The present research work investigates immunomodulatory action of Aegle marmelos (Linn.) Corr. Serr. (Rutaceae) in Catla catla Hamilton (Cyprinidae) for enhancing immune protection of the fish against bacterial infections. Doses of 0, 5, 10, 15, 20, 25 and 30 g aqueous plant leaf extract/kg feed were administered orally to the freshwater fish, Catla catla for a period of 30 days to investigate its efficiency to enhance the non-specific immune responses against the fish pathogen Pseudomonas aeruginosa (Schröter) Migula (Pseudomonadaceae). The fish were challenged with pathogens through water medium for 30 days and the immunomodulatory effect of the Aegle marmelos was evaluated on the blood samples every 5 days until 15 days after infection. The results obtained from the study shows that the 25 g leaf extract/kg of feed was found to be competent to enhance optimum immune response. The effectiveness of the immunostimulant action was found to be best for the first 5 days after challenging with pathogen and subsequently, the immune response was found to decline in all the concentrations of plant extract. The results of the study will be helpful for further investigation in the field to improve the immunocompetence of fish against bacterial pathogens.

2. Effects of aegeline, a main alkaloid of Aegle marmelos Correa leaves, on the histamine release from mast cells.[2]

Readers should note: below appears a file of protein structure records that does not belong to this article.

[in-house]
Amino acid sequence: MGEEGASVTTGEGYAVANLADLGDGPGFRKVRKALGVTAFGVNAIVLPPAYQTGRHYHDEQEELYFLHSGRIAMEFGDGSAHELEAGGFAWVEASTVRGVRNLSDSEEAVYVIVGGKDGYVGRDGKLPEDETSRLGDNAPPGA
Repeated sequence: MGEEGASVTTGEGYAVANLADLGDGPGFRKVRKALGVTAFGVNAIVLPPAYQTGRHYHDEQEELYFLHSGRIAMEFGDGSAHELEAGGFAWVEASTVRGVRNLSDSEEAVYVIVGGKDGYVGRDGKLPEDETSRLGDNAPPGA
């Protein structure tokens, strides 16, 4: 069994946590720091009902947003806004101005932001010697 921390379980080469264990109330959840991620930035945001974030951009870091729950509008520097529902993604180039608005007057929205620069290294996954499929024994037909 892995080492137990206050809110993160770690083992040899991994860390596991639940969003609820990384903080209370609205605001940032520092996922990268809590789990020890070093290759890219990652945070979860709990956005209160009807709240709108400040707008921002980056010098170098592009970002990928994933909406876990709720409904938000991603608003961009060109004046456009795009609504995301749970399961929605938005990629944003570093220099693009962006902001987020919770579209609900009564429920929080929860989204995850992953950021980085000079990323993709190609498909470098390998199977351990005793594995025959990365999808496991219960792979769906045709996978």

Study shows that Aegeline or N-[2-hydroxy-2(4-methoxyphenyl) ethyl]-3-phenyl-2-propenamide is a main alkaloid isolated from Aegle marmelos Correa collected in Yogyakarta Indonesia. In our study, we investigated the effects of aegeline on the histamine release from mast cell. The study was performed by using (1) rat basophilic leukemia (RBL-2H3) cell line, and (2) rat peritoneal mast cells (RPMCs). DNP(24)-BSA, thapsigargin, ionomycin, compound 48/80 and PMA were used as inducers for histamine release from mast cell. In our study, aegeline inhibited the histamine release from RBL-2H3 cells induced by DNP(24)-BSA. Indeed, aegeline showed strong inhibition when RBL-2H3 cells induced by Ca(2+) stimulants such as thapsigargin and ionomycin. Aegeline is suggested to influence the intracellular Ca(2+) pool only since could not inhibit the (45)Ca(2+) influx into RBL-2H3 cells. Aegeline showed weak inhibitory effects on the histamine release from RPMCs, even though still succeed to inhibit when the histamine release induced by thapsigargin. These findings indicate that aegeline altered the signaling pathway related to the intracellular Ca(2+) pool in which thapsigargin acts. Based on the results, the inhibitory effects of aegeline on the histamine release from mast cells depended on the type of mast cell and also involved some mechanisms related to intracellular Ca(2+) signaling events via the same target of the action of thapsigargin or downstream process of intracellular Ca(2+) signaling in mast cells.